29 December 2003

Dave McGinnis is an exemplary man

According to Bill Bidwill, though it still meant Dave McGinnis was getting fired despite yesterday's Cardinal victory that was simply stunning and one to remember.
Arizona Cardinals President Bill Bidwill has relieved Head Coach Dave McGinnis and his coaching staff from their duties effective immediately.

The victory yesterday was one for the ages. Trailing 17-6 with a little over six minutes left in the game, the Cardinals came back in a most improbable fashion, in stumbling style to a 18-17 comeback victory. Knocking the Vikings out of this season's playoff pool.

Viking fans who seemed to outnumber Cardinal fans, whose hopes were crushed, were taunted exiting the stadium.

Some suggest that the Cardinals should have just rolled over as the win was really just a big loss, considering that they forfeited the top pick in 2004 draft.

Some other memorable games in Sun Devil Stadium over the past few years...

28 December 2003

Think about what could happen if your broadband provider could discriminate

Federal Communications Commission commissioner writer says FCC forces are pushing to clamp down on the "open access" that the present day internet offers.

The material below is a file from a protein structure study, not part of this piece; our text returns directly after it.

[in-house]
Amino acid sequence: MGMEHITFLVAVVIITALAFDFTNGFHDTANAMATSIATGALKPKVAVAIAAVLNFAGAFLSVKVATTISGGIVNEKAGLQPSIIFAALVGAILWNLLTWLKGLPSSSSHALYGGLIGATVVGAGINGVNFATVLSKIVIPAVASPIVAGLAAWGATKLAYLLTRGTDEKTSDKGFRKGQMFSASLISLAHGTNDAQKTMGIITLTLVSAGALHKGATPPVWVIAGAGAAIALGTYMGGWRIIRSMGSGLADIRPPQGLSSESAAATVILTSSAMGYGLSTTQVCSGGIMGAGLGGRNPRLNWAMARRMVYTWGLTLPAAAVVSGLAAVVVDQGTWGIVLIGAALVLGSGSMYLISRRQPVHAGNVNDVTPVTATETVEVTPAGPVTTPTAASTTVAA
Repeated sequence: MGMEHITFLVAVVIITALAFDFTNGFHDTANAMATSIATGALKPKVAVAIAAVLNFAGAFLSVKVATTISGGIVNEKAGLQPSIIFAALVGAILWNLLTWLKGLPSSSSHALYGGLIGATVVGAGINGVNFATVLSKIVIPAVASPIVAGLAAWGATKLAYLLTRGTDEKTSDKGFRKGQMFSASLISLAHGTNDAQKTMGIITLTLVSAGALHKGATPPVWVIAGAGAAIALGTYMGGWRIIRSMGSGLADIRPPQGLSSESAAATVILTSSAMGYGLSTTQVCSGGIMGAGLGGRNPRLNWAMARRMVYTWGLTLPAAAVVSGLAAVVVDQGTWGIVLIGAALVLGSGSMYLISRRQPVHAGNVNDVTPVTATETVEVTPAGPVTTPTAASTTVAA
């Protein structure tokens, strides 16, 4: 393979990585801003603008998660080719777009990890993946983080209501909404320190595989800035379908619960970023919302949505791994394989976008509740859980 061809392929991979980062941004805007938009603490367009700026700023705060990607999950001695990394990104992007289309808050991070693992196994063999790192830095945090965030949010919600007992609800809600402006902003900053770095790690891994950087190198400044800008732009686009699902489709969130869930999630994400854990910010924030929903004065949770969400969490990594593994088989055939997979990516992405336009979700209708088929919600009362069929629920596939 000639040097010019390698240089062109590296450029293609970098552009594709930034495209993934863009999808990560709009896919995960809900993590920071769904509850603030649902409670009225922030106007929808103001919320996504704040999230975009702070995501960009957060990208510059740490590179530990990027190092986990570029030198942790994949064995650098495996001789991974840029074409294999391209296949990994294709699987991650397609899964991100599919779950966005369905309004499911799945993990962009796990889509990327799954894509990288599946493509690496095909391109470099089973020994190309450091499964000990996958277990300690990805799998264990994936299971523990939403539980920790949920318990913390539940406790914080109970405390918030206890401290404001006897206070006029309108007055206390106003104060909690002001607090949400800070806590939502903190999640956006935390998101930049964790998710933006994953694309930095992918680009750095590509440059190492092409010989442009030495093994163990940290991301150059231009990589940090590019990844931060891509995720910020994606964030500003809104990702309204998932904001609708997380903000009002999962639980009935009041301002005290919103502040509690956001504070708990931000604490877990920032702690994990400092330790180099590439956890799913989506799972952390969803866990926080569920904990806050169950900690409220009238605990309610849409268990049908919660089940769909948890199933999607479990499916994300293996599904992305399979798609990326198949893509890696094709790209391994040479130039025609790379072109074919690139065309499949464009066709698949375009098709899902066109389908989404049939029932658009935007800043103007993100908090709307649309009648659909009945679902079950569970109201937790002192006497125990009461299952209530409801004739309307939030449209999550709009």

A new battle is brewing at the Federal Communications Commission. It's about the future of the Internet. Entrenched interests are threatening open consumer access to the Net and stifling innovation and competition in the process.

The Internet was designed to defeat government or business control and to thwart discrimination against users, ideas or technologies. Intelligence and control were consciously placed at the ends of a non-discriminatory network. Anyone could access the Internet, with any kind of computer, for any type of application, and read or say pretty much what they wanted.

This Internet may be dying. At the behest of powerful interests, the FCC is buying into a warped vision that open networks should be replaced by closed networks and that the FCC should excuse broadband providers from longstanding non-discrimination requirements.